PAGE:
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Exiled Wagner boss breaks silence in new audio message

Exiled Wagner boss Yevgeny Prigozhin has released an audio message for the first time since abandoning a march to Moscow.

In the 11-minute clip, he defended his so-called “march for justice”, which was launched amid claims that 30 Wagner troops had been killed in a rocket attack ordered by Russian military leaders.

“We started our march because of an injustice,” he said.

Wagner troops reportedly advanced north to 120 miles (200km) from Moscow when their convoy turned back. The red bars indicate Russian road blockades or defences

But explaining why the advance was abandoned, Prigozhin said he did not want to shed Russian blood – and insisted that he had no intention of overthrowing the government.


He added: “We have shown the level of organisation that an army must meet.”

Describing the moment he decided to order his fighters to halt their advance on Moscow, Prigozhin said: “We felt that the demonstration of what we were going to do was enough. And our decision to turn back was influenced by two most important factors.

“The first factor was that we did not want to shed Russian blood.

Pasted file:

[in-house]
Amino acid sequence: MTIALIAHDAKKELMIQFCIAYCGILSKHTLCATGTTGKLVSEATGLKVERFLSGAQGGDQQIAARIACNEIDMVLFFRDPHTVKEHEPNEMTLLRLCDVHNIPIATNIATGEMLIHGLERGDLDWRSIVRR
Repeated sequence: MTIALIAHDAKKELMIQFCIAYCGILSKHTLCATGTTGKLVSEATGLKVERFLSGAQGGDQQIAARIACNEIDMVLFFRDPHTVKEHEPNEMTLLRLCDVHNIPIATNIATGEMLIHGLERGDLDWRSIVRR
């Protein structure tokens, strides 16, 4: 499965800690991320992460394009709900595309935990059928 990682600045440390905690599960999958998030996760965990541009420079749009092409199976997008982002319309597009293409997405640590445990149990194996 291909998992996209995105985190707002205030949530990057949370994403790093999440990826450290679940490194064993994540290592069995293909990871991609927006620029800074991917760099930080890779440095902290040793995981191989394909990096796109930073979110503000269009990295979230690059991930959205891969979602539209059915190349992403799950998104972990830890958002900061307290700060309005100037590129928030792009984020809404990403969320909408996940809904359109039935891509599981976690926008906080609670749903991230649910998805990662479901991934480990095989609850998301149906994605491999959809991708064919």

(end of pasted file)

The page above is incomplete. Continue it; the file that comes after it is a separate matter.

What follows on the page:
“The second factor was that we were going for a demonstration of our protest, not to overthrow the government in the country.”

Read more:
Russia civil unrest triggered by Wagner mercenary mutiny offers hope to Ukrainians
The former hot dog seller and thug who became Wagner boss at centre of mutiny

Prigozhin’s rebellion triggers Putin’s most serious domestic crisis since his invasion of Ukraine

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Wagner convoy leaves Voronezh region

‘Some are disappointed that we stopped’

Prigozhin also insisted that he is still receiving words of support from civilians – and some of his fighters were greeted with flags.

“They were all happy when we passed by. Many of them still write words of support, and some are disappointed that we stopped,” he said.

He did not offer any details about where he was, or what his future plans are.

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Prigozhin ‘not welcome in Belarus’

Prigozhin also said Belarusian President Alexander Lukashenko “extended his hand and offered to find solutions for the further operation of Wagner in a legitimate jurisdiction”.

It comes after the Kremlin said it had made a deal for Prigozhin to move to Belarus and receive amnesty, along with his troops.

There has been no confirmation of his whereabouts on Monday, although a Russian news channel on Telegram reported he was seen at a hotel in the Belarusian capital of Minsk.

Meanwhile on Monday Vladimir Putin made his first public statement since the 24-hour mutiny.

In a video uploaded to the Kremlin website, the Russian president failed to mention the assault and instead congratulated the participants of an industrial forum.

US President Joe Biden said it was important leaders gave Putin “no excuse” to blame the mutiny on the West or on NATO.

“We made it clear we were not involved,” the president said. “We had nothing to do with it.

“This was part of a struggle within the Russian system.”


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